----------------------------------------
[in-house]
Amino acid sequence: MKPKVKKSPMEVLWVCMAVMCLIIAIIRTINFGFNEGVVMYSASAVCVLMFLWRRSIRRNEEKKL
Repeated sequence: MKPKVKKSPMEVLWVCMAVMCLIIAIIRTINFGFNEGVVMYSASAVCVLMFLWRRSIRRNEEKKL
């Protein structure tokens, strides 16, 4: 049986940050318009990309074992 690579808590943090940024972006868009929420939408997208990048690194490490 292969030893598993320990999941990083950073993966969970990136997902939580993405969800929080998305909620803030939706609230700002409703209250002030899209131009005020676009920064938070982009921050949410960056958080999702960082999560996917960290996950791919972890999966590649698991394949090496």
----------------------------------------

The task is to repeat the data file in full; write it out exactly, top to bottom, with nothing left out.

[in-house]
Amino acid sequence: MKPKVKKSPMEVLWVCMAVMCLIIAIIRTINFGFNEGVVMYSASAVCVLMFLWRRSIRRNEEKKL
Repeated sequence: MKPKVKKSPMEVLWVCMAVMCLIIAIIRTINFGFNEGVVMYSASAVCVLMFLWRRSIRRNEEKKL
């Protein structure tokens, strides 16, 4: 049986940050318009990309074992 690579808590943090940024972006868009929420939408997208990048690194490490 292969030893598993320990999941990083950073993966969970990136997902939580993405969800929080998305909620803030939706609230700002409703209250002030899209131009005020676009920064938070982009921050949410960056958080999702960082999560996917960290996950791919972890999966590649698991394949090496």